The One Gut Bacteria An MD Says Is Crucial For Longevity + 3 Foods To Fertilize It
By now, we know that gut health is inextricably linked to the functioning of many of your body's other processes—your immune system, mood1, skin health2, you name it. However, understanding exactly what your gut needs can feel a bit overwhelming (your gut, after all, is home to trillions of different species of bacteria).
The role of Akkermansia muciniphila.
According to Hyman, Akkermansia municiphila supplies your gut's lining with a layer of mucus (that's what the mucin in municiphila refers to). This mucus layer is essential in preventing a leaky gut, or when the lining of your intestines breaks down and allows undigested food particles and bacteria to "leak" into the bloodstream. The resulting spillage can spur an inflammatory immune response, which is why research links leaky gut with gastrointestinal conditions and autoimmune diseases4.
But Akkermansia muciniphila has another important role to play: "Turns out, it's really important in cancer," says Hyman. "If you have low levels of this bacteria and you have a cancer that usually responds to immunotherapy checkpoint inhibitors (ICT), it won't work. These drugs require us to have this particular bacteria."
Research backs it up, with a systematic review including Akkermansia muciniphila among the list of gut bacteria associated with an ICT response in mice and humans5. Another study found that the microbe was significantly associated with a favorable clinical outcome against both non-small-cell lung cancer (NSCLC) and renal cell carcinoma (RCC)6.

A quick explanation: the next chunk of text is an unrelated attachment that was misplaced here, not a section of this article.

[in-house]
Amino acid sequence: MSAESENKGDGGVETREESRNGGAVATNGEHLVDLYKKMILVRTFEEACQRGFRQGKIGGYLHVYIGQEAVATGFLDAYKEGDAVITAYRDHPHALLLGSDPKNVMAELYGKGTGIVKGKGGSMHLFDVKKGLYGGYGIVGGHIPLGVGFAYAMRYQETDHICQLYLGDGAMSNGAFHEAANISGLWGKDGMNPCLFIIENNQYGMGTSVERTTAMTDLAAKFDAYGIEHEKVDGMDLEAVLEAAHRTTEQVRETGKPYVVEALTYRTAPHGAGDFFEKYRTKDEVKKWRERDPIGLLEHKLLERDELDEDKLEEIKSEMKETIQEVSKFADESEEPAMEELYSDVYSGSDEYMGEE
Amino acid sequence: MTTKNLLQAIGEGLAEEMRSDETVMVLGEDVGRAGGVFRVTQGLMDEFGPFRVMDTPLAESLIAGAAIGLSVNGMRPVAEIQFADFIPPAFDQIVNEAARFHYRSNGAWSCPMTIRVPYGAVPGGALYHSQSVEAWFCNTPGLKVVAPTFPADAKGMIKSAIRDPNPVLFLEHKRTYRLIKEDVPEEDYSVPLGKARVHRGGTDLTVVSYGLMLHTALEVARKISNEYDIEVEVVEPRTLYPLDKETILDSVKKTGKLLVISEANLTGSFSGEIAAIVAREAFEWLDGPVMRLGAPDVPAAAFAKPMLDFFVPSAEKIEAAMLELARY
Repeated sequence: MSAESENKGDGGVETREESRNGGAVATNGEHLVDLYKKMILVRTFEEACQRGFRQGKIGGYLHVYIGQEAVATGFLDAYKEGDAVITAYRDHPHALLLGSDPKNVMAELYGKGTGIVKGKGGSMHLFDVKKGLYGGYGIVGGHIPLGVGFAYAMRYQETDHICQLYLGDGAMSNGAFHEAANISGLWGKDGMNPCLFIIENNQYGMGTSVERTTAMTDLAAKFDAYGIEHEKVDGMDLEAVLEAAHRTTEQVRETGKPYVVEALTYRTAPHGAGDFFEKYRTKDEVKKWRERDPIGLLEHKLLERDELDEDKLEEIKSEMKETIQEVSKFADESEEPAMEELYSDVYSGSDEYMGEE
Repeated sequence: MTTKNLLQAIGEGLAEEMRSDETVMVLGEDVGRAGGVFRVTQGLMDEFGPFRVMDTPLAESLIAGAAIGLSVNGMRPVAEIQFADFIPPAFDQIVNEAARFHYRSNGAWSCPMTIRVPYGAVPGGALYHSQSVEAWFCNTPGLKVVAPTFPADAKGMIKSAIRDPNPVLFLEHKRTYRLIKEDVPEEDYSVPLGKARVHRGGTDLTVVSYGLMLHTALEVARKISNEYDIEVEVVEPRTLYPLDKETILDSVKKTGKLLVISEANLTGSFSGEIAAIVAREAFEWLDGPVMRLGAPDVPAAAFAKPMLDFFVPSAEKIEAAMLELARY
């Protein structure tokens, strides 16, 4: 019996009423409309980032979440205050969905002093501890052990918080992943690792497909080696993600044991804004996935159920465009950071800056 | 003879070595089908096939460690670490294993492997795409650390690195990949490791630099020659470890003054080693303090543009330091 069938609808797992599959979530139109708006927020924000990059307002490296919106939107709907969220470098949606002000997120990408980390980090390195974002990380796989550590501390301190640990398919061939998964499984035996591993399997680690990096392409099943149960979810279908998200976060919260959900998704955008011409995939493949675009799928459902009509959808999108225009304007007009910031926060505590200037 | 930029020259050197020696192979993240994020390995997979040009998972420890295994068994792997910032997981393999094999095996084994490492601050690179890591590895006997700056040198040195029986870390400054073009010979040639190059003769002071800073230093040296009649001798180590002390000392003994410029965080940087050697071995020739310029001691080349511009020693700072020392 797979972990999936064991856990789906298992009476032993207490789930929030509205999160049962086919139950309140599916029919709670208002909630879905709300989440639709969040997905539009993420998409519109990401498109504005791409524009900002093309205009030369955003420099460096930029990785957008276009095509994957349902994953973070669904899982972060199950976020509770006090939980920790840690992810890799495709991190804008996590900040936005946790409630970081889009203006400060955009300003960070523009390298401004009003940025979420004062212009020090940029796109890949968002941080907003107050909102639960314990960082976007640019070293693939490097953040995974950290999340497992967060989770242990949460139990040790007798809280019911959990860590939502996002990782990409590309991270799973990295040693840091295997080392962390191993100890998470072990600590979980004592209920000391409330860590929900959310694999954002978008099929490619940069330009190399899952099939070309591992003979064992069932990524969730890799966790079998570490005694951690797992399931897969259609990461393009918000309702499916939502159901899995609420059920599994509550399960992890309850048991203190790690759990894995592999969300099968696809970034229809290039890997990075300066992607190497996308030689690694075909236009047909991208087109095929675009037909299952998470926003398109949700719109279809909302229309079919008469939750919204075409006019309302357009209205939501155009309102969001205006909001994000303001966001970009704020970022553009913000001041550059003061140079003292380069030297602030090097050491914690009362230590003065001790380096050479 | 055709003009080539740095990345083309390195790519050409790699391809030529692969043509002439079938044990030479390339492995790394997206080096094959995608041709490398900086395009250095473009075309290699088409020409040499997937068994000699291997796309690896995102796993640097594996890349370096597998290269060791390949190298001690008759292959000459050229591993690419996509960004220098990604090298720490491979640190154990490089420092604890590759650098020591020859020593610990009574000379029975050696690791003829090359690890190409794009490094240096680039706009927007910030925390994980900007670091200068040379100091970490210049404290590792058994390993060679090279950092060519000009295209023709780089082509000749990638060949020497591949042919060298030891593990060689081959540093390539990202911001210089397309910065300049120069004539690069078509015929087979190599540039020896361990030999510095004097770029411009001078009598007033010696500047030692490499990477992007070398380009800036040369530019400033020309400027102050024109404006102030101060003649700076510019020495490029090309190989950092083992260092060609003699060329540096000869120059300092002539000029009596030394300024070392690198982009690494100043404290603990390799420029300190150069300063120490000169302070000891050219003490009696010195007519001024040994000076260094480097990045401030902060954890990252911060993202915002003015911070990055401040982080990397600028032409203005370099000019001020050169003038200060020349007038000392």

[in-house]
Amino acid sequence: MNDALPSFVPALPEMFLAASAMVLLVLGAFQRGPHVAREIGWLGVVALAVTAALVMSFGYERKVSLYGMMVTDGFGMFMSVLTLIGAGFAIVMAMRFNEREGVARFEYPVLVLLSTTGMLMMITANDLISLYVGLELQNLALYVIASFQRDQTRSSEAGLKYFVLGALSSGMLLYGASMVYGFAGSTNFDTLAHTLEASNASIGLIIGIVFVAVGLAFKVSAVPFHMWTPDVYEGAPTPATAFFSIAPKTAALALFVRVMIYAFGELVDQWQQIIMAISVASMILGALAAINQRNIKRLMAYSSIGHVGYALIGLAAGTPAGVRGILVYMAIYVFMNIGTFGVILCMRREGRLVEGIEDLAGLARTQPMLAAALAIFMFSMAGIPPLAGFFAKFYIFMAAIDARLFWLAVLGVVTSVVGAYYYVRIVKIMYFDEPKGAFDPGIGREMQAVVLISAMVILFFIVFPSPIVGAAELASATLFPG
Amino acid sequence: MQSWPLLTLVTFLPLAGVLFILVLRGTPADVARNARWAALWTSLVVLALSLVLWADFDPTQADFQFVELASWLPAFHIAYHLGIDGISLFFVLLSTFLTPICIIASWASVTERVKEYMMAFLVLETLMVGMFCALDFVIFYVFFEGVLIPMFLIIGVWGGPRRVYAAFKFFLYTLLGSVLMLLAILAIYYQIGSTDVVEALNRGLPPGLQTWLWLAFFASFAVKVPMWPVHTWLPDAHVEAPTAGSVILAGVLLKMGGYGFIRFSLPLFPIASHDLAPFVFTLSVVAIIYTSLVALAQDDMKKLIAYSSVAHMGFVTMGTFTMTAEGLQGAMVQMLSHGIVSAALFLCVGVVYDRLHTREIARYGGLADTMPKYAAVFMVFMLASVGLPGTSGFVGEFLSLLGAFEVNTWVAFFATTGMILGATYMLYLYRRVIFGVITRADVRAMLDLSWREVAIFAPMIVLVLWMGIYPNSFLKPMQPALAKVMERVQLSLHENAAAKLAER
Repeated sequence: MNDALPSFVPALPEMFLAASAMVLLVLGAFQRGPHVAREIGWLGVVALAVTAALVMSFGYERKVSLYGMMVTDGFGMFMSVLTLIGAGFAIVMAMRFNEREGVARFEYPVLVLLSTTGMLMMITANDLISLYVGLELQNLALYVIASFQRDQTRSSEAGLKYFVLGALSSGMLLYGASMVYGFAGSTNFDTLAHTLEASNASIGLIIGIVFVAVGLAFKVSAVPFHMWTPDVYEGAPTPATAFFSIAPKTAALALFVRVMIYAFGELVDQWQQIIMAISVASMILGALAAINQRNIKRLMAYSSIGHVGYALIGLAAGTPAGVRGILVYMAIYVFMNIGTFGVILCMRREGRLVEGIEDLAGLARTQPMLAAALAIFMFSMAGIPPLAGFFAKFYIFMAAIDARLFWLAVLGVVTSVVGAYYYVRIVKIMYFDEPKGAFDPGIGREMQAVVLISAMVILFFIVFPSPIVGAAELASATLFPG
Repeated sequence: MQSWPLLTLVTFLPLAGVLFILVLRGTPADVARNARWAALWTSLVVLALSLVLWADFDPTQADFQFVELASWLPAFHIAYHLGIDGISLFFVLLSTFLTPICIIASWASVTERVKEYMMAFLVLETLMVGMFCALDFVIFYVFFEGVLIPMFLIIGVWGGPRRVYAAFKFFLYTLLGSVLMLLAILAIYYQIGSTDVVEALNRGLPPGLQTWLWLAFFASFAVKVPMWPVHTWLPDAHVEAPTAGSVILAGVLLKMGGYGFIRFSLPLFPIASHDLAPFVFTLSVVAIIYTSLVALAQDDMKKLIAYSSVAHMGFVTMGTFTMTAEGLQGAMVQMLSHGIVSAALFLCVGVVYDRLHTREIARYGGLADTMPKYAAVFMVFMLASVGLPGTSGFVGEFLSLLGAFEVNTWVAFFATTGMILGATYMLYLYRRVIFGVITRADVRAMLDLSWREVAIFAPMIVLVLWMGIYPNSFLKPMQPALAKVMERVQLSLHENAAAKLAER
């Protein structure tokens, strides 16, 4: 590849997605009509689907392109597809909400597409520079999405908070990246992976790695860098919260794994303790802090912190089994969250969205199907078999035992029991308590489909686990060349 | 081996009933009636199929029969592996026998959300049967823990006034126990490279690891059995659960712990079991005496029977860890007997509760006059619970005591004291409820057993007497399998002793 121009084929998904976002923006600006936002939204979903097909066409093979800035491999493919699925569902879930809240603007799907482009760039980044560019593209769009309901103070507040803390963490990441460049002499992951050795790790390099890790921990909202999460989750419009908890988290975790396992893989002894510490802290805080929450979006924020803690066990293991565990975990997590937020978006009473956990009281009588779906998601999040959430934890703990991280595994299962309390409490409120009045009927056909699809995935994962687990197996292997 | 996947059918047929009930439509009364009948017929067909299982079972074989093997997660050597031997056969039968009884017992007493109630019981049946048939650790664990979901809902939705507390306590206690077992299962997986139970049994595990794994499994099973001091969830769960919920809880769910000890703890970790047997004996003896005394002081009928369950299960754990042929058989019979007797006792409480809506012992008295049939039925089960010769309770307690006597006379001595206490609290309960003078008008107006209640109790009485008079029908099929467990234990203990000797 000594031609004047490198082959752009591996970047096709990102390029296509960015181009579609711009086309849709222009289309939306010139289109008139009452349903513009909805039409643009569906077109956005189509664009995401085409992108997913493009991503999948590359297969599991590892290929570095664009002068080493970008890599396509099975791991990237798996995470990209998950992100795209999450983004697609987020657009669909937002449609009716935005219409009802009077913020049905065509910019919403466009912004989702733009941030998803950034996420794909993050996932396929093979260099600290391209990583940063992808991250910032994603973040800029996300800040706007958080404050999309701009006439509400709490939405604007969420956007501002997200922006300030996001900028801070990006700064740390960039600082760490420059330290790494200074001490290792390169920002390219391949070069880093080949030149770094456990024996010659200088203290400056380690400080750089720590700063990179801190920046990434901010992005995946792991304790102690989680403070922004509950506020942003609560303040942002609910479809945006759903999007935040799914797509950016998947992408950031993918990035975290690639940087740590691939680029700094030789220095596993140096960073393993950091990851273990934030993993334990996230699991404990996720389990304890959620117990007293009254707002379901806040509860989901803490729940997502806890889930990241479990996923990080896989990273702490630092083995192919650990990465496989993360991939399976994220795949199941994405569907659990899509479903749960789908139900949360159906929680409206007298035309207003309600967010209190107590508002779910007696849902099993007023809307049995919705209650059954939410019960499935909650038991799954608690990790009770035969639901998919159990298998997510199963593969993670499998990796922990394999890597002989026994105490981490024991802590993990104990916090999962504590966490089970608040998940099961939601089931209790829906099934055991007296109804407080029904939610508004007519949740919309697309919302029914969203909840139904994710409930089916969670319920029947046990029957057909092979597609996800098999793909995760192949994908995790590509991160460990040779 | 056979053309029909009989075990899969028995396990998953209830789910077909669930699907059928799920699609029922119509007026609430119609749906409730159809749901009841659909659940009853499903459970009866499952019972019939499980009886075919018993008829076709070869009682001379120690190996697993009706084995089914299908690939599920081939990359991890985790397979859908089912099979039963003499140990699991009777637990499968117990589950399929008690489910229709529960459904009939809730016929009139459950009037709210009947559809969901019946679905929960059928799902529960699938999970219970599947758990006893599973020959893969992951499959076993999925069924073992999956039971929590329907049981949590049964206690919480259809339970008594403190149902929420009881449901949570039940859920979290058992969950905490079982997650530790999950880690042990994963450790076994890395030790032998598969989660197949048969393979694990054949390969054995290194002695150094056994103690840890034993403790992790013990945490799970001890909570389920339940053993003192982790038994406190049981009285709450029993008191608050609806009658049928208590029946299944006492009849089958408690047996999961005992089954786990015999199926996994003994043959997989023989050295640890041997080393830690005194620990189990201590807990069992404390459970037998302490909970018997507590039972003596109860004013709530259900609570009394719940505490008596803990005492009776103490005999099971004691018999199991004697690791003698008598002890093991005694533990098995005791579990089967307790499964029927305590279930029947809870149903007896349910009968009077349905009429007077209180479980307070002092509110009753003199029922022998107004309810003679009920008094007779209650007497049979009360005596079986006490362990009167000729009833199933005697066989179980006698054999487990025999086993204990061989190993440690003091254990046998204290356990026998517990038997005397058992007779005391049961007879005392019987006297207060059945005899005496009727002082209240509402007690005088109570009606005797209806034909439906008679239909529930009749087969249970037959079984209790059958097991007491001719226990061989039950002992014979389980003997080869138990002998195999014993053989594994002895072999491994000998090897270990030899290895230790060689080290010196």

Of course, much more research is necessary, as there's a lot we still don't know. But it does emphasize the relationship between the gut microbiome and the immune system, which is a topic we've discussed at length.
Foods that fertilize Akkermansia muciniphila.
It makes sense, as each of these foods is chock-full of phytochemicals: Specifically, pomegranates contain a significant amount of tannins, flavonols, anthocyanins, which boast incredible antioxidant properties. Plus, those ruby-red seeds are also a good source of prebiotic fiber, which feeds your gut bacteria and keeps the microbes happy (Akkermansia muciniphila, among others).
Perhaps we don't need to remind you about green tea's antioxidant-rich, inflammation-managing properties7, but the catechin EGCG8 may play a specific role in certain types of cancers (learn more here). As for cranberries? Those tart berries are rich in polyphenols9 and ursolic acid, which also has anti-inflammatory effects10.
"You can get good amounts of these phytochemicals through relatively easy, accessible things," Hyman explains. "For example, I use matcha green tea powder in my protein shake." You can also add concentrated pomegranate or cranberry powders to your smoothies and oatmeal bowls (market options here and here), or simply grab a handful of fresh fruit and start snacking.
As Hyman states, "Your gut microbes like to eat a lot of different things," so make sure to fill your plate with loads of gut-supporting phytochemicals. If you're interested in feeding your Akkermansia muciniphila bacteria, though, consider incorporating pomegranate, green tea, and cranberry into your diet.
Of course, make sure to speak with your doctor if you have any concerns about making changes to your eating plan, but these simple foods may benefit your daily meals in a major way.